The delicate flavour and thick texture of this soup has a similar calming influence to that elusive heavy snowfall which I never open my curtains to find. White food seems to have a gentle quality which can be just what you need after a daily battle through the cold. The nutty sweet flavour of almonds blends well with the earthiness of the cauliflower. I decided to top it off with even more earthy flavour from some fried mushrooms and truffle oil, although it’s not essential. Read more

Pulled pork brioche buns

So it’s nearly time to say goodbye to 2015. I’m not big on new year; I don’t make resolutions or feel the need to reinvent myself because the date is changing, although having a few quiet days at home over the Christmas holidays has given me chance to reflect a little as I mooch about the house. It’s nice to have a change of pace once in a while, to feel you have the time to do things properly and to enjoy the process, rather than rattling along getting things done, ticking off the list and dashing on to the next thing. It’s a feeling I’d like to have more often, so perhaps I’ll see if I can dedicate more of 2016 to taking my time over things.

This recipe is perhaps the definition of taking your time. There aren’t many recipes I’d recommend you start a day before you want to eat, but some things can’t be hurried. The inspiration for this came from a beef bun recipe I found online, but I was feeding non-beef eaters the day I made these and so the pork made a very successful substitute. It strikes me as I write this, that maybe these would have been an ideal new years party recipe, but they would certainly be a welcome addition to any weekend with friends or family. Read more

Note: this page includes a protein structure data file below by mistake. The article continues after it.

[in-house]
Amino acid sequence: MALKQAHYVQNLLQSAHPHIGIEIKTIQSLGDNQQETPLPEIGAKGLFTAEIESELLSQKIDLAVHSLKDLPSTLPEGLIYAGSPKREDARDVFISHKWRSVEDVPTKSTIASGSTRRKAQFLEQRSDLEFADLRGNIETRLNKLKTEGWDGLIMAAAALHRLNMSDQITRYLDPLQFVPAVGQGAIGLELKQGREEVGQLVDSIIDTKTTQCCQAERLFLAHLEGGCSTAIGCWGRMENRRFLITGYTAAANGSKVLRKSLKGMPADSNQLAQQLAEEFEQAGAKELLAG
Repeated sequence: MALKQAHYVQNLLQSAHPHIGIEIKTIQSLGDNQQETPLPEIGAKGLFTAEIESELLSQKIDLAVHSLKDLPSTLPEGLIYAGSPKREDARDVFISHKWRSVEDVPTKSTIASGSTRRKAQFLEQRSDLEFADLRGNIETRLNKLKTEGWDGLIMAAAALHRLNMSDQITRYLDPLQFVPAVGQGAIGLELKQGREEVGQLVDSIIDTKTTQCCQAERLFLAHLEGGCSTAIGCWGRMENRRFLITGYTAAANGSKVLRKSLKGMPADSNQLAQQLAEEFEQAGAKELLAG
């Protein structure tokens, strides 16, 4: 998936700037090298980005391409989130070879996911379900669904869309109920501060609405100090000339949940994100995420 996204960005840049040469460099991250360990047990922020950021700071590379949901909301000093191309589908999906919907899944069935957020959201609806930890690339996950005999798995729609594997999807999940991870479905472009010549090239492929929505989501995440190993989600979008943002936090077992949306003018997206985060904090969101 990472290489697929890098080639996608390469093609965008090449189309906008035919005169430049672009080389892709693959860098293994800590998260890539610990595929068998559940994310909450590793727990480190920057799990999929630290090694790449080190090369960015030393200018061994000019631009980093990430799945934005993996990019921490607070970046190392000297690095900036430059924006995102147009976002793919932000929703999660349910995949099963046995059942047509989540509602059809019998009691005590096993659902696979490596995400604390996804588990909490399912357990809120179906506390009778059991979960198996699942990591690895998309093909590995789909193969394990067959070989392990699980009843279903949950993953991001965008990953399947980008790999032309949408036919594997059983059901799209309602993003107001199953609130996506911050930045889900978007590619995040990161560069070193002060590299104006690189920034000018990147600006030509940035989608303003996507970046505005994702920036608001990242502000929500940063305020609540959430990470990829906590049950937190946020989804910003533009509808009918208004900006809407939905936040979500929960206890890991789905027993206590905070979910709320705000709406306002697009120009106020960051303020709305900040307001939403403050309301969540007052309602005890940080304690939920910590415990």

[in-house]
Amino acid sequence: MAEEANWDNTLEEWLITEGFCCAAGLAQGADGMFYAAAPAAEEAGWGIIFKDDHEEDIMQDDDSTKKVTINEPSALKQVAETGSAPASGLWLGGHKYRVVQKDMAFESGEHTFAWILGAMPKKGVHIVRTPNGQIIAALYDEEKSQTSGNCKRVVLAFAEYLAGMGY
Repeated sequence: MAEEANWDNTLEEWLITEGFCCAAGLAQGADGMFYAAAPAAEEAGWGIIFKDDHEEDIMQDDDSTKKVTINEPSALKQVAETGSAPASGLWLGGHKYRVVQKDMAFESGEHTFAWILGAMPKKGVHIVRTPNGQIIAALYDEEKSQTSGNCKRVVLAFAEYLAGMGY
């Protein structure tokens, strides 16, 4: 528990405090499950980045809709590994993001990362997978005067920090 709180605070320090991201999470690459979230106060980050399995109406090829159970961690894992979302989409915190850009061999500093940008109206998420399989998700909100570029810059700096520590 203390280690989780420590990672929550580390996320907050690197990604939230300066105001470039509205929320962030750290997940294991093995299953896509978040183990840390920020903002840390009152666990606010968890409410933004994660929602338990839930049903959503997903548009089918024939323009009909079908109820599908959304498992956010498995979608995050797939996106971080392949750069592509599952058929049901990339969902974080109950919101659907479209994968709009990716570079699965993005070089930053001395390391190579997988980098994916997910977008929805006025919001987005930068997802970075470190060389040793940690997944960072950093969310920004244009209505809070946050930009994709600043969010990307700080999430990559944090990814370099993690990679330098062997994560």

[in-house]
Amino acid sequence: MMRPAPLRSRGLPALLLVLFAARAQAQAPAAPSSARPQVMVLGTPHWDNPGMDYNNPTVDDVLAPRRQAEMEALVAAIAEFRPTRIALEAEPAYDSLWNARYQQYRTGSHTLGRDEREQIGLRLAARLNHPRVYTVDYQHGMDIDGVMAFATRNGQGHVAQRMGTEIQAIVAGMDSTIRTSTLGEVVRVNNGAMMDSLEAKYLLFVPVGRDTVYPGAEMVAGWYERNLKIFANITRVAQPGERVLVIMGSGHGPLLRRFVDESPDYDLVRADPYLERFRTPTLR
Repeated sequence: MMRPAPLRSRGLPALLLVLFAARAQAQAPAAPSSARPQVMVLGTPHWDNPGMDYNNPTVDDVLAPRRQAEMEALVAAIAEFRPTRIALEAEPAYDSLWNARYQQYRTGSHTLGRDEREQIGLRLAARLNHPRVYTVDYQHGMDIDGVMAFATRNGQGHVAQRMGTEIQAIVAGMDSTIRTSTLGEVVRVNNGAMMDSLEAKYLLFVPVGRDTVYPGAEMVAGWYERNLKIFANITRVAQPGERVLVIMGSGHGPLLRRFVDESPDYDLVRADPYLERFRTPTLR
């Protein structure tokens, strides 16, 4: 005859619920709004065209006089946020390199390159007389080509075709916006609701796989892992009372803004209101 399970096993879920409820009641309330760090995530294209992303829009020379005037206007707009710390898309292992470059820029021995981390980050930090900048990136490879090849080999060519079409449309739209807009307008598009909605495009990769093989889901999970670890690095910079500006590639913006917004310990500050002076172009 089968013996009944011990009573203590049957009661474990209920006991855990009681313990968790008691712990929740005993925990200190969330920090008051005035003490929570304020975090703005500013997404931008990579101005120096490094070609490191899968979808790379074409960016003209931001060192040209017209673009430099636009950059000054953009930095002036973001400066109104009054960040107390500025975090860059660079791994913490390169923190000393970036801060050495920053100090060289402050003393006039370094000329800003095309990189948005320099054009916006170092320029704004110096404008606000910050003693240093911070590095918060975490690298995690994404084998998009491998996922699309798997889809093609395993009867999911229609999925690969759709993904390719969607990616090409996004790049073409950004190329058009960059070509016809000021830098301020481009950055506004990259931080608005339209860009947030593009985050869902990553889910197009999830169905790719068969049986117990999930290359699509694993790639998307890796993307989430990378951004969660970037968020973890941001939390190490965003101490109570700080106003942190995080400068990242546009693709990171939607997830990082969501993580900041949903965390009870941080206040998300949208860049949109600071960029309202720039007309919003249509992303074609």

Cranberry clementine shortbread sandwiches

Christmas seems to creep up faster every year – I feel like I’ve barely done any Christmas baking this year and suddenly it’s here! This lack of baking hasn’t exactly translated into a lack of eating though. There is a near constant supply of mince pies in the office, fuelling me through those mid morning and mid afternoon slumps, which meant that when a baking opportunity finally arose I was actually feeling a bit mince pied out. So I made these little jam sandwich biscuits instead, an easy little mince pie alternative. They’re that perfect combination of light and fruity, yet satisfyingly buttery and crisp, with the added bonus of looking like little Christmas jewels.